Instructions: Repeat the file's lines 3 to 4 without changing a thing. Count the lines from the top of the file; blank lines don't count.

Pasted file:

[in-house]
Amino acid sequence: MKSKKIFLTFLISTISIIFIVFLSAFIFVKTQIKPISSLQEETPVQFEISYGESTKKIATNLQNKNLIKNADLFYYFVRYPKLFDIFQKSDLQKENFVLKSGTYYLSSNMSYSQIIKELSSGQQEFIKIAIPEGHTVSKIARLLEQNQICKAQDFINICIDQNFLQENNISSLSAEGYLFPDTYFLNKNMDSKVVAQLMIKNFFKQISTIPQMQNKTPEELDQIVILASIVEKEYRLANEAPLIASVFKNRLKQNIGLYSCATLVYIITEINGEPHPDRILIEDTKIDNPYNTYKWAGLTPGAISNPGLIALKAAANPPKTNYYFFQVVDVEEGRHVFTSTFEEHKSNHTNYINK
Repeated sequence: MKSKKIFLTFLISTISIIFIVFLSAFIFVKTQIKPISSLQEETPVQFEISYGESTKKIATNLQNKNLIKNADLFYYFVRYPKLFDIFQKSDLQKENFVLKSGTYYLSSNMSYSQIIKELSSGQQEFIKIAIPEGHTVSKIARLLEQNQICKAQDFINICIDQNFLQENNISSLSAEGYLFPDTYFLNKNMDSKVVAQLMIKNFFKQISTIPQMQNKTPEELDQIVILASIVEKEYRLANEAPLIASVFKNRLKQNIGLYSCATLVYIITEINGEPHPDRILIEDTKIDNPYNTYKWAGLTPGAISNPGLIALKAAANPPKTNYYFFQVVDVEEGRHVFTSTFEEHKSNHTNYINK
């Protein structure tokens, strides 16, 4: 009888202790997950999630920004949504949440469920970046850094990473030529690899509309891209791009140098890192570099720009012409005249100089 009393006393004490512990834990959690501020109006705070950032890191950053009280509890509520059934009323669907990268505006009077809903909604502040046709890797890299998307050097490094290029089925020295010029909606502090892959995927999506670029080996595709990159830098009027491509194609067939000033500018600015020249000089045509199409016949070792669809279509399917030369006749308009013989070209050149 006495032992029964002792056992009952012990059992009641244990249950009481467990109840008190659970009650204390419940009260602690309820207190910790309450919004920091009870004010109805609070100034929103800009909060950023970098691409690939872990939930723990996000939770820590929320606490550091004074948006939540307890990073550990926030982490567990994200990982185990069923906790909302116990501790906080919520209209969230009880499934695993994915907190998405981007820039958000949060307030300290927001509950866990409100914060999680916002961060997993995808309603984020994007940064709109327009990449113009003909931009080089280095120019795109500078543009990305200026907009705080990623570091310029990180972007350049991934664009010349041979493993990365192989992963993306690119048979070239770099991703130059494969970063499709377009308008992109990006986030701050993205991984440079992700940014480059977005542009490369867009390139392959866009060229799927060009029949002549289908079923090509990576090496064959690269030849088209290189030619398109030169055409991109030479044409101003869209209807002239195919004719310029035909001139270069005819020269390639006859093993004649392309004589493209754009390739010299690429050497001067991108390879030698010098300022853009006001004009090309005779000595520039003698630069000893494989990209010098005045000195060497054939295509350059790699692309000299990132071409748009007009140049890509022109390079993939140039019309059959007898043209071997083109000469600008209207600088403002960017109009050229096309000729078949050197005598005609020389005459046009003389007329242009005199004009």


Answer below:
Repeated sequence: MKSKKIFLTFLISTISIIFIVFLSAFIFVKTQIKPISSLQEETPVQFEISYGESTKKIATNLQNKNLIKNADLFYYFVRYPKLFDIFQKSDLQKENFVLKSGTYYLSSNMSYSQIIKELSSGQQEFIKIAIPEGHTVSKIARLLEQNQICKAQDFINICIDQNFLQENNISSLSAEGYLFPDTYFLNKNMDSKVVAQLMIKNFFKQISTIPQMQNKTPEELDQIVILASIVEKEYRLANEAPLIASVFKNRLKQNIGLYSCATLVYIITEINGEPHPDRILIEDTKIDNPYNTYKWAGLTPGAISNPGLIALKAAANPPKTNYYFFQVVDVEEGRHVFTSTFEEHKSNHTNYINK
């Protein structure tokens, strides 16, 4: 009888202790997950999630920004949504949440469920970046850094990473030529690899509309891209791009140098890192570099720009012409005249100089 009393006393004490512990834990959690501020109006705070950032890191950053009280509890509520059934009323669907990268505006009077809903909604502040046709890797890299998307050097490094290029089925020295010029909606502090892959995927999506670029080996595709990159830098009027491509194609067939000033500018600015020249000089045509199409016949070792669809279509399917030369006749308009013989070209050149 006495032992029964002792056992009952012990059992009641244990249950009481467990109840008190659970009650204390419940009260602690309820207190910790309450919004920091009870004010109805609070100034929103800009909060950023970098691409690939872990939930723990996000939770820590929320606490550091004074948006939540307890990073550990926030982490567990994200990982185990069923906790909302116990501790906080919520209209969230009880499934695993994915907190998405981007820039958000949060307030300290927001509950866990409100914060999680916002961060997993995808309603984020994007940064709109327009990449113009003909931009080089280095120019795109500078543009990305200026907009705080990623570091310029990180972007350049991934664009010349041979493993990365192989992963993306690119048979070239770099991703130059494969970063499709377009308008992109990006986030701050993205991984440079992700940014480059977005542009490369867009390139392959866009060229799927060009029949002549289908079923090509990576090496064959690269030849088209290189030619398109030169055409991109030479044409101003869209209807002239195919004719310029035909001139270069005819020269390639006859093993004649392309004589493209754009390739010299690429050497001067991108390879030698010098300022853009006001004009090309005779000595520039003698630069000893494989990209010098005045000195060497054939295509350059790699692309000299990132071409748009007009140049890509022109390079993939140039019309059959007898043209071997083109000469600008209207600088403002960017109009050229096309000729078949050197005598005609020389005459046009003389007329242009005199004009």